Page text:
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Wessel Jean Ph.D.; Wan, Aaron M.Sc.
Clinical Journal of Sport Medicine: April 1994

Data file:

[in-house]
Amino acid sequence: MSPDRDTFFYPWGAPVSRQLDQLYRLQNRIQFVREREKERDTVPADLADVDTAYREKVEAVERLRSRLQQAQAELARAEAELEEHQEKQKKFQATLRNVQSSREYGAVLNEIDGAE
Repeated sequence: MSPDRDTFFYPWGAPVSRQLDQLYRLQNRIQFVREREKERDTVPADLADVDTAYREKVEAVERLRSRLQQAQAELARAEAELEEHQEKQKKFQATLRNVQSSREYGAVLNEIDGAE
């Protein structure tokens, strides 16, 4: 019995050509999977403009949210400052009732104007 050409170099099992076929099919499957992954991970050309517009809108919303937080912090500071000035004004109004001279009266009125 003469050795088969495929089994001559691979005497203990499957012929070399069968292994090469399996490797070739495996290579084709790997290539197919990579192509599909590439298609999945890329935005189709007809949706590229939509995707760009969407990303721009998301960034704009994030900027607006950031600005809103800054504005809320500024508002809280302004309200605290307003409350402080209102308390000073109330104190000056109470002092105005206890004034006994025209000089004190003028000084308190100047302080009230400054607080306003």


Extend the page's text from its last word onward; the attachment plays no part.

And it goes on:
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The purpose of this study was to examine the effect of muscle stretching on delayed-onset muscle soreness (DOMS). Two experiments were conducted, with 10 healthy, sedentary subjects in each. In the first, subjects performed the stretches before the DOMS-producing exercise; in the second, subjects performed the stretches after exercise. Each subject performed 10 1-min stretches of the hamstring muscles of one leg. The other leg acted as the control. The DOMS-producing exercise was three sets of 20 maximal concentric and eccentric contractions of the hamstrings performed on both legs. The subjects rated the pain they experienced in each leg every 12 h for the next 72 h on a visual analog scale (VAS). In the second experiment, pain threshold of the hamstrings and height of straight leg raise (SLR) were also measured at 0 and 48 h. In both experiments, analysts of variance revealed a significant (p < 0.05) difference in the VAS over time, but not between legs. Results were the same for the pain threshold and SLR measurements in the second experiment. It is concluded that a stretching protocol, performed before or after eccentric exercise, does not reduce DOMS.

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